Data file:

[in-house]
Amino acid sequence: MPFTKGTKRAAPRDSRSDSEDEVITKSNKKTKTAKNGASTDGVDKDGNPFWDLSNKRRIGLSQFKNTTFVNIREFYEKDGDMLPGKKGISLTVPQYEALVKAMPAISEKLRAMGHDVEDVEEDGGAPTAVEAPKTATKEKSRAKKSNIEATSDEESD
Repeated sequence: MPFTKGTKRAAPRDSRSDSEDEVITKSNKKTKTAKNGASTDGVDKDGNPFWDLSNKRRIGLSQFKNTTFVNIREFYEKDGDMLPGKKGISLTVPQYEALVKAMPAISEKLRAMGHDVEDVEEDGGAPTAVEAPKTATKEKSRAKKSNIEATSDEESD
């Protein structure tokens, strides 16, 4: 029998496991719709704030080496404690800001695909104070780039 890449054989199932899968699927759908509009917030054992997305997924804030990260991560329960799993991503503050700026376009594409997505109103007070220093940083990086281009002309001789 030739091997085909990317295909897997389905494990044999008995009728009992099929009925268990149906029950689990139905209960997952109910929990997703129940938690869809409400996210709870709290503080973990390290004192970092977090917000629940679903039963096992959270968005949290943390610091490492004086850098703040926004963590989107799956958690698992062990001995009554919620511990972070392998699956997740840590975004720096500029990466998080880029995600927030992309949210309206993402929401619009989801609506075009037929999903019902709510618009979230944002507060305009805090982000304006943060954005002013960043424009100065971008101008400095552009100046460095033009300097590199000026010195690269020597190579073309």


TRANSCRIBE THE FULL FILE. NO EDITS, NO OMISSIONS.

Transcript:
[in-house]
Amino acid sequence: MPFTKGTKRAAPRDSRSDSEDEVITKSNKKTKTAKNGASTDGVDKDGNPFWDLSNKRRIGLSQFKNTTFVNIREFYEKDGDMLPGKKGISLTVPQYEALVKAMPAISEKLRAMGHDVEDVEEDGGAPTAVEAPKTATKEKSRAKKSNIEATSDEESD
Repeated sequence: MPFTKGTKRAAPRDSRSDSEDEVITKSNKKTKTAKNGASTDGVDKDGNPFWDLSNKRRIGLSQFKNTTFVNIREFYEKDGDMLPGKKGISLTVPQYEALVKAMPAISEKLRAMGHDVEDVEEDGGAPTAVEAPKTATKEKSRAKKSNIEATSDEESD
């Protein structure tokens, strides 16, 4: 029998496991719709704030080496404690800001695909104070780039 890449054989199932899968699927759908509009917030054992997305997924804030990260991560329960799993991503503050700026376009594409997505109103007070220093940083990086281009002309001789 030739091997085909990317295909897997389905494990044999008995009728009992099929009925268990149906029950689990139905209960997952109910929990997703129940938690869809409400996210709870709290503080973990390290004192970092977090917000629940679903039963096992959270968005949290943390610091490492004086850098703040926004963590989107799956958690698992062990001995009554919620511990972070392998699956997740840590975004720096500029990466998080880029995600927030992309949210309206993402929401619009989801609506075009037929999903019902709510618009979230944002507060305009805090982000304006943060954005002013960043424009100065971008101008400095552009100046460095033009300097590199000026010195690269020597190579073309």